The Cambridge Handbook of Linguistic Anthropology

The Cambridge Handbook of Linguistic Anthropology

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The field of linguistic anthropology looks at human uniqueness and diversity through the lens of language, our species' special combination of art and instinct. Human language both shapes, and is shaped by, our minds, societies, and cultural worlds. This state-of-the-field survey covers a wide range of topics, approaches and theories, such as the nature and function of language systems, the relationship between language and social interaction, and the place of language in the social life of communities. Promoting a broad vision of the subject, spanning a range of disciplines from linguistics to biology, from psychology to sociology and philosophy, this authoritative handbook is an essential reference guide for students and researchers working on language and culture across the social more

Product details

  • Electronic book text
  • Cambridge University Press (Virtual Publishing)
  • Cambridge, United Kingdom
  • 45 b/w illus. 12 tables
  • 1139990004
  • 9781139990004

About N. J. Enfield

N. J. Enfield is a Senior Staff Scientist at the Max Planck Institute for Psycholinguistics and Professor at Radboud University Nijmegen and the University of Sydney. Paul Kockelman is a Professor in the Department of Anthropology at the University of Texas, Austin. Jack Sidnell is Associate Professor in the Department of Anthropology and Department of Linguistics at the University of more

Table of contents

1. Introduction: directions in the anthropology of language N. J. Enfield, Paul Kockelman and Jack Sidnell; Part I. System and Function: 2. Basics of a language R. M. W. Dixon; 3. The item/system problem N. J. Enfield; 4. Language and the manual modality: the communicative resilience of the human species Susan Goldin-Meadow; 5. Linguistic diversity and universals Balthasar Bickel; 6. Denotation and the pragmatics of language Michael Silverstein; 7. Language function Sandra A. Thompson and Elizabeth Couper-Kuhlen; Part II. Process and Formation: 8. Language acquisition and language socialization Penelope Brown and Suzanne Gaskins; 9. Language, society and history: towards a unified approach? Paja Faudree and Magnus Pharao Hansen; 10. Language emergence: Al-Sayyid Bedouin sign language Wendy Sandler, Mark Aronoff, Carol Padden and Irit Meir; 11. Endangered languages Keren Rice; 12. Language evolution Stephen C. Levinson; 13. Causal dynamics of language N. J. Enfield; Part III. Interaction and Intersubjectivity: 14. Intentionality and language Robert B. Brandom; 15. The architecture of intersubjectivity revisited Jack Sidnell; 16. Language and human sociality Alan Rumsey; 17. The ontology of action, in interaction Jack Sidnell and N. J. Enfield; 18. Conversation across cultures Mark Dingemanse and Simeon Floyd; Part IV. Community and Social Life: 19. Poetics and performativity Luke Fleming and Michael Lempert; 20. Ritual language David Tavarez; 21. Oratory, rhetoric, politics Bernard Bate; 22. Language and media Paul Manning and Ilana Gershon; 23. The speech community and beyond: language and the nature of the social aggregate Shaylih Muehlmann; Part V. Interdisciplinary Perspectives: 24. Linguistic anthropology and critical theory Paul Kockelman; 25. Linguistic anthropology and sociocultural anthropology Rupert Stasch; 26. Sociolinguistics: making quantification meaningful Penelope Eckert; 27. Language and archaeology: state of the art Roger Blench; 28. Language and biology: the multiple interactions between genetics and language Dan Dediu; 29. Linguistic anthropology in the age of language automata Paul more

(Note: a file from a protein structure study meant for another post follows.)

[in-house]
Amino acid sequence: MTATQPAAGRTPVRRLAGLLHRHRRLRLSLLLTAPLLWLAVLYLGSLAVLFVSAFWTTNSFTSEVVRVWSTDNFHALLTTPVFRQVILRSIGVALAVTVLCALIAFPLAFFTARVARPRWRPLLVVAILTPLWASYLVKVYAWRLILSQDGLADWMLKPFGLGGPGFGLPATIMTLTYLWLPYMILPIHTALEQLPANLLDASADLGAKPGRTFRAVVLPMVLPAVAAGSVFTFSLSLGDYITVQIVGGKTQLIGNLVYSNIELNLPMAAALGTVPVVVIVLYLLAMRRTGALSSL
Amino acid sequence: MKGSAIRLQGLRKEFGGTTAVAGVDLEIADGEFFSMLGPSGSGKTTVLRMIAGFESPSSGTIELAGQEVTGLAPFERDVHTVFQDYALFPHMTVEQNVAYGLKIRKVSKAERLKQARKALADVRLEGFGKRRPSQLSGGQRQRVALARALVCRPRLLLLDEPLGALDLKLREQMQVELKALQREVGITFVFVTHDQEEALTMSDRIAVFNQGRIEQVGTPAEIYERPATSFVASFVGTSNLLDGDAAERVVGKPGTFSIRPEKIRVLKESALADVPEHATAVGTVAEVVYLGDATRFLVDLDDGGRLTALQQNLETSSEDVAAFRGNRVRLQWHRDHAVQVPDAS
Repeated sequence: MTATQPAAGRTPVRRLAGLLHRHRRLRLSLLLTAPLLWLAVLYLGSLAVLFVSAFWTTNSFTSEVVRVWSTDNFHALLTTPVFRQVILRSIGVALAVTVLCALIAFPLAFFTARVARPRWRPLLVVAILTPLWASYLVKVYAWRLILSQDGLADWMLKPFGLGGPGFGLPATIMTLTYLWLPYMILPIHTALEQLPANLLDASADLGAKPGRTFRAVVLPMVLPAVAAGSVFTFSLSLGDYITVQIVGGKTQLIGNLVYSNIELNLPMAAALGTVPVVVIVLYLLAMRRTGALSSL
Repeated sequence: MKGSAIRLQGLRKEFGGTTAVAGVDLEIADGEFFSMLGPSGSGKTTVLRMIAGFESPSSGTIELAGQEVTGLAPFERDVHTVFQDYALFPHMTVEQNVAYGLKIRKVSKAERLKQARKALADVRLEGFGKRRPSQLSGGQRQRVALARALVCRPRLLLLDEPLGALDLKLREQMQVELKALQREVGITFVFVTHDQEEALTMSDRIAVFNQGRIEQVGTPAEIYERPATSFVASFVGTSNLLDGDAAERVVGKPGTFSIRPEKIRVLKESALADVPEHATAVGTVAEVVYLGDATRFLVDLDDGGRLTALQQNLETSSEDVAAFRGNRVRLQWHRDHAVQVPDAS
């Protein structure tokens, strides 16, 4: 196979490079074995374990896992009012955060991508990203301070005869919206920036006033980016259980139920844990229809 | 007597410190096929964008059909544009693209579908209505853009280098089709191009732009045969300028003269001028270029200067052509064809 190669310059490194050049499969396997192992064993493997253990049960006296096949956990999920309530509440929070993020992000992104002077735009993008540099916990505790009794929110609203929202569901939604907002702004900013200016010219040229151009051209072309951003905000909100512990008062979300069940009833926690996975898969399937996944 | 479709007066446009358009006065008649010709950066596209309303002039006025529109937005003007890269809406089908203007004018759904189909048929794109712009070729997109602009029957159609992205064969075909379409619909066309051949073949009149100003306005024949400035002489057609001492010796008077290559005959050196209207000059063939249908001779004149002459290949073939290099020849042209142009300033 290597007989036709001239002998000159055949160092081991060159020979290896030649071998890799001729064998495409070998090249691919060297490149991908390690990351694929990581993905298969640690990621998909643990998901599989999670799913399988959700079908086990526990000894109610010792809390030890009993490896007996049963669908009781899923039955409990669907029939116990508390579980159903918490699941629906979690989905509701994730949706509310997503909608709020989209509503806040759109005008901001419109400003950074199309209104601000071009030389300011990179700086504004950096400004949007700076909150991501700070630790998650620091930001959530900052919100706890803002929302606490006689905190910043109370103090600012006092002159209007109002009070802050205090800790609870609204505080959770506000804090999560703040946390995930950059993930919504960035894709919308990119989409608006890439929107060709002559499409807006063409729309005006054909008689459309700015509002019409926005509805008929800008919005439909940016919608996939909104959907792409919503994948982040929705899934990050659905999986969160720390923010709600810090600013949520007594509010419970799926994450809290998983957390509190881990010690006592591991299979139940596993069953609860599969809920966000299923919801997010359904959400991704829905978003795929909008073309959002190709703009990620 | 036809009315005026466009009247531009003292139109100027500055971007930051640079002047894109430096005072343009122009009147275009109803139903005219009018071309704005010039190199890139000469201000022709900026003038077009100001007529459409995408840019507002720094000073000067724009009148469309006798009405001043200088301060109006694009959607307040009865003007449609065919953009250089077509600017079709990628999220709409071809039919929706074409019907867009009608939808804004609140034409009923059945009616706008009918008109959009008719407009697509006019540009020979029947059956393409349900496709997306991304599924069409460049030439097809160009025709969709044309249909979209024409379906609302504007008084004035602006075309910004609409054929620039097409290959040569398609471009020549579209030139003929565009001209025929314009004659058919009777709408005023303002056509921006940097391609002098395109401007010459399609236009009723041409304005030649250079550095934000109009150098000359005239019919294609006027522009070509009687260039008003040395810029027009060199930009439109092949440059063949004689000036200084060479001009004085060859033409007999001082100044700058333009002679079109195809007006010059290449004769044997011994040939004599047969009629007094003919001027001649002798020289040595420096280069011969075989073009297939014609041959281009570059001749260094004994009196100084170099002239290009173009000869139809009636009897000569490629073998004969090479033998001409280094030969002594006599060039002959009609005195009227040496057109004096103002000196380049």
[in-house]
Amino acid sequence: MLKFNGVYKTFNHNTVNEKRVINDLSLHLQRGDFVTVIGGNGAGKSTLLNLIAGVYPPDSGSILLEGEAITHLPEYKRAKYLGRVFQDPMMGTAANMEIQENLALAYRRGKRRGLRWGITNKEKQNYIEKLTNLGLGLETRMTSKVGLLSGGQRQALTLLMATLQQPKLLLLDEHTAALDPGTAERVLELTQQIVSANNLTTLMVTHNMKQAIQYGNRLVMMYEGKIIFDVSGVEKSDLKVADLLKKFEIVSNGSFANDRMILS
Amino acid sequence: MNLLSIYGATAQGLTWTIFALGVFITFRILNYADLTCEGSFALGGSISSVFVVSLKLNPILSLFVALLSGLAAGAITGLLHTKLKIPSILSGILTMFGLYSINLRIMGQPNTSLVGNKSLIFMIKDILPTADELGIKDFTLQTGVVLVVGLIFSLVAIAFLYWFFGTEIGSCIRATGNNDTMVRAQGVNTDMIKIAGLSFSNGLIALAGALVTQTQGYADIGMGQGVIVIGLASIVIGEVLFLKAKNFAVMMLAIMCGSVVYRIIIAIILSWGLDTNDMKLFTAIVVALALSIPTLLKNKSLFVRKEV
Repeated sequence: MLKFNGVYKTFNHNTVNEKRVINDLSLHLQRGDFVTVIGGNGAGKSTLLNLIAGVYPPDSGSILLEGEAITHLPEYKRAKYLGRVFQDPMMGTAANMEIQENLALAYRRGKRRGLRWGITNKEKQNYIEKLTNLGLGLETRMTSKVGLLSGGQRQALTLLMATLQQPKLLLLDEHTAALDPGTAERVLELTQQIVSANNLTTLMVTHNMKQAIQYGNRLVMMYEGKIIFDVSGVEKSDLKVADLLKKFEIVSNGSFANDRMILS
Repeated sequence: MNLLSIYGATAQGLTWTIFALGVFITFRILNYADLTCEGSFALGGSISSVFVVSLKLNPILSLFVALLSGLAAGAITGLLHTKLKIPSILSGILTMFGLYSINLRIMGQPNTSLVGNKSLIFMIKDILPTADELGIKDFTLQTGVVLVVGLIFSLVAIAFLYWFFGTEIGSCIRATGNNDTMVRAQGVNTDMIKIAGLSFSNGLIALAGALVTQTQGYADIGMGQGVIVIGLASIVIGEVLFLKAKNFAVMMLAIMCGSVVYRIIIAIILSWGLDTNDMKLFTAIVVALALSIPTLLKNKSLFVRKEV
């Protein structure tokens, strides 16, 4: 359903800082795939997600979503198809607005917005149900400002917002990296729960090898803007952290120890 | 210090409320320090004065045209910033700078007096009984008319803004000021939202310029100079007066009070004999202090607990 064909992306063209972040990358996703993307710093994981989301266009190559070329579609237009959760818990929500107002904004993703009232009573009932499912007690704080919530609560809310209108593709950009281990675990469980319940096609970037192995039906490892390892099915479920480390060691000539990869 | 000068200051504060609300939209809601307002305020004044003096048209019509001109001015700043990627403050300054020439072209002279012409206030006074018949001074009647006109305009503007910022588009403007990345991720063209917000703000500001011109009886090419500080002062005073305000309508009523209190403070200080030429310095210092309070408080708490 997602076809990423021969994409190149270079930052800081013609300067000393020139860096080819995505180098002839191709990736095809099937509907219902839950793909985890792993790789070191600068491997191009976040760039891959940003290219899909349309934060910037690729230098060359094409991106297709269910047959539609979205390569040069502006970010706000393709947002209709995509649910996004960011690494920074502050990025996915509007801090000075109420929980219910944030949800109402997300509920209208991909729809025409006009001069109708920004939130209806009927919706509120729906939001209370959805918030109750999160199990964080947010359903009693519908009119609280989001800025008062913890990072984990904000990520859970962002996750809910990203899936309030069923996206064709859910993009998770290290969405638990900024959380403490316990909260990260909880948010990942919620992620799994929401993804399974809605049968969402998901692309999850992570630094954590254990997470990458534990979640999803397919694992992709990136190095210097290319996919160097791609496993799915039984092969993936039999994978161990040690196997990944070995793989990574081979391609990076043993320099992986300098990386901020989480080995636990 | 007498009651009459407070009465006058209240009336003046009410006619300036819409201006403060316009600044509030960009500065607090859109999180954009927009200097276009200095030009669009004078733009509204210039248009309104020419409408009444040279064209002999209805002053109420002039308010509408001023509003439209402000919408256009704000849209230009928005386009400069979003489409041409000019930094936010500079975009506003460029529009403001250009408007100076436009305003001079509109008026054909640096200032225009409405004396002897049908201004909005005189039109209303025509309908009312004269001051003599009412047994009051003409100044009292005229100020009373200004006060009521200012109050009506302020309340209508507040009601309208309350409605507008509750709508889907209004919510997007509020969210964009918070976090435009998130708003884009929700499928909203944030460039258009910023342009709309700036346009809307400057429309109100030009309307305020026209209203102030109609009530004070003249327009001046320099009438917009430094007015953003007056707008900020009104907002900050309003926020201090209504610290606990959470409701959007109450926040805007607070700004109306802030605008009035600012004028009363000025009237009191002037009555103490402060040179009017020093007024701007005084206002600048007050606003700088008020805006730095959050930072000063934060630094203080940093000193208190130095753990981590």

Review quote

'Masquerading under the humble rubric of a 'Handbook', this stunning collection of original essays juxtaposes many of the central senior figures of linguistic anthropology with an impressive array of younger voices - including the editors themselves - shaking the mix further by sometimes unexpected but always provocative conjunctions of themes and expertise. It presents fresh evidence for why theoretical advances stemming from a preoccupation with language now inform the best of current anthropological thinking more widely. The collection not only spans an impressive range of linguistic and transdisciplinary topics, but also reflects the main centers of research and discovery in modern linguistic anthropology.' John B. Haviland, University of California, San Diego 'This extraordinarily stimulating book is a thoughtfully composed collection of fresh perspectives on five major themes in the anthropology of language.' Anthony C. Woodbury, University of Texas, Austin 'Continuing the excellent Cambridge Handbooks in Language and Linguistics series ... the editors have assembled a superb line-up of contributors who represent the diversity of perspectives within linguistic anthropology ... the limited scope of each chapter helps to narrow focus and provide depth. Used in conjunction with a textbook or additional readings, specific chapters could be profitably used in upper-level undergraduate courses. Graduate students and professionals will appreciate the index and comprehensive bibliographies provided with each chapter ... Summing up: highly recommended. All academic levels/libraries.' E. Pappas, Choice 'The Cambridge Handbook of Linguistic Anthropology is an intellectually stimulating and wide-ranging compilation that is sure to spark discussion on its vision of the field. In many ways, it offers a rebuke of what the editors see as the weaknesses of linguistic anthropology, as the introduction notes that the contributors to the volume include 'scholars who take their linguistics as seriously as their anthropology', who use methods 'far beyond ethnography and descriptive linguistics', and who 'study processes far beyond the historical and the cultural.' Adrienne Lo, Journal of Sociolinguisticsshow more